Judge Finds Oregon Secretary Of State Improperly Rejected Ballot Measures

By Dirk VanderHart (OPB)
Jan. 17, 2020 12:39 a.m.

A Marion County judge has found that Oregon Secretary of State Bev Clarno improperly rejected two ballot measures aimed at reducing the state’s greenhouse gas emissions.

After a hearing Thursday, Circuit Court Judge David Leith ruled that initiative petitions 48 and 49 meet a constitutional requirement that they deal with a single subject – contrary to a finding Clarno made in December.


The ruling means the two proposals will be allowed to move forward as advocates hoped. Both petitions would require Oregon to transition to carbon-free sources of electricity by 2045, but contain slight differences in their approach. They are seen as a backstop that environmental groups would turn to, if lawmakers fail to pass climate change legislation this year.

Related: Oregon Secretary Of State Bev Clarno Rejects Clean Energy Proposals


“The judge’s ruling clears the way for strong climate action in Oregon this year, one way or another — whether at the ballot, in the legislature, with executive power, or some combination of all of them,” said Renew Oregon Executive Director Tera Hurst, one of two plaintiffs in the suit.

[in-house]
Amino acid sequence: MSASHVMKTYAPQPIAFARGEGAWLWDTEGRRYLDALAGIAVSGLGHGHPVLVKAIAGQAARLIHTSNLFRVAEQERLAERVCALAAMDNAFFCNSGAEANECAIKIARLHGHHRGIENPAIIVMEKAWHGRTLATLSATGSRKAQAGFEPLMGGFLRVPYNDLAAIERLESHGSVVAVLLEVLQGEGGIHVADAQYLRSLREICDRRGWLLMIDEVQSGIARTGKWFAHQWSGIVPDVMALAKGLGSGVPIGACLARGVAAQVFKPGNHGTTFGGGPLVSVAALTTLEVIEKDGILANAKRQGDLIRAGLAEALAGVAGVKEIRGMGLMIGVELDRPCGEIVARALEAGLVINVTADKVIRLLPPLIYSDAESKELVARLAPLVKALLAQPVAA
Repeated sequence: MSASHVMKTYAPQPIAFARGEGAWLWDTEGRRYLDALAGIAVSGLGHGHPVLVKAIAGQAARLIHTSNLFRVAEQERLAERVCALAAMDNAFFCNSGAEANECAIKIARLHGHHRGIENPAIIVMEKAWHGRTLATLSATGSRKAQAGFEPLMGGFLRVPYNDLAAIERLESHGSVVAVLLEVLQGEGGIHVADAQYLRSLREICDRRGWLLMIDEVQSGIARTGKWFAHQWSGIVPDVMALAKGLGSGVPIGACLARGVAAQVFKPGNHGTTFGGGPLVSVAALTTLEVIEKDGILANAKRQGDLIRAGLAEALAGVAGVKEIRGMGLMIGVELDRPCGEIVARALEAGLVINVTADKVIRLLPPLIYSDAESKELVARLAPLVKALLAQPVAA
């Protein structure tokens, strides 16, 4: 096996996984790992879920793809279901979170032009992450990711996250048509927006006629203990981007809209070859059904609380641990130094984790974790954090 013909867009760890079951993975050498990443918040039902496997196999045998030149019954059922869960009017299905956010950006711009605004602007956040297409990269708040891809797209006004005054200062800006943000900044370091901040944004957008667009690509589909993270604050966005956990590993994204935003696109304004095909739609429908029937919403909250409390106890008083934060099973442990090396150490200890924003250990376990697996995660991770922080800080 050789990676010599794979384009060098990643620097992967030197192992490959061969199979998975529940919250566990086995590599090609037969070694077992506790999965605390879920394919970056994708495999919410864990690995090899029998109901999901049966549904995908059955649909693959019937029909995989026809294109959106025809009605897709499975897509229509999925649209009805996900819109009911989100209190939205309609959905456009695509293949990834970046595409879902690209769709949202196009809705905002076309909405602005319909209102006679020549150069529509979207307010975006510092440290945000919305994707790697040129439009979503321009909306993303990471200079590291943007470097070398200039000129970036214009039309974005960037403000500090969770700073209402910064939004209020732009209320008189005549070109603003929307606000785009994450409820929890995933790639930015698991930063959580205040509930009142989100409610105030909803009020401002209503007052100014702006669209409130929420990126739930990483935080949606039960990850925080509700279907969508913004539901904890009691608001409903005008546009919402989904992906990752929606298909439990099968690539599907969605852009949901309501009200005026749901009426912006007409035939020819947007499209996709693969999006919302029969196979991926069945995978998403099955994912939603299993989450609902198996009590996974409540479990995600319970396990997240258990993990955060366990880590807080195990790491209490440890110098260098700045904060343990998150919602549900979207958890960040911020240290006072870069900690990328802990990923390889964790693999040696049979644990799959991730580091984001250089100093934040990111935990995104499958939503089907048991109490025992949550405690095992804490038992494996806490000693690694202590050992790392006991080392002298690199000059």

The decision is the latest twist in an ongoing drama over Clarno’s interpretation of the state’s constitution, and her scrutiny of proposed ballot measures. Since November, Clarno has used a strict reading of a constitutional requirement that proposed ballot measures deal with “one subject only” to reject five ballot measures being pushed by environmental groups.

In the case of IPs 48 and 49, Clarno agreed with opponents who argued the proposals were overbroad because of provisions requiring that construction projects related to the new energy standards pay a prevailing wage, offer benefits and meet a number of other benchmarks.

Clarno’s rationale has been criticized by a growing number of groups, who contend the secretary is abusing her authority to tip the scales for her political allies. Clarno’s office has dismissed those claims. When the state’s Department of Justice declined to defend the secretary’s position, she contracted with well-paid outside attorneys to do so.

The most recent decision also differs with the opinion of a separate Marion County judge, Daniel Wren, who in November found that Clarno was within her rights to toss three unrelated ballot measures related to forestry policies. That ruling is under appeal.

A spokeswoman for Clarno’s office could not be reached Thursday about the decision on initiative petitions 48 and 49. One of Clarno’s attorneys, former Oregon Supreme Court Judge W. Michael Gillette, said he expects the secretary to file an appeal.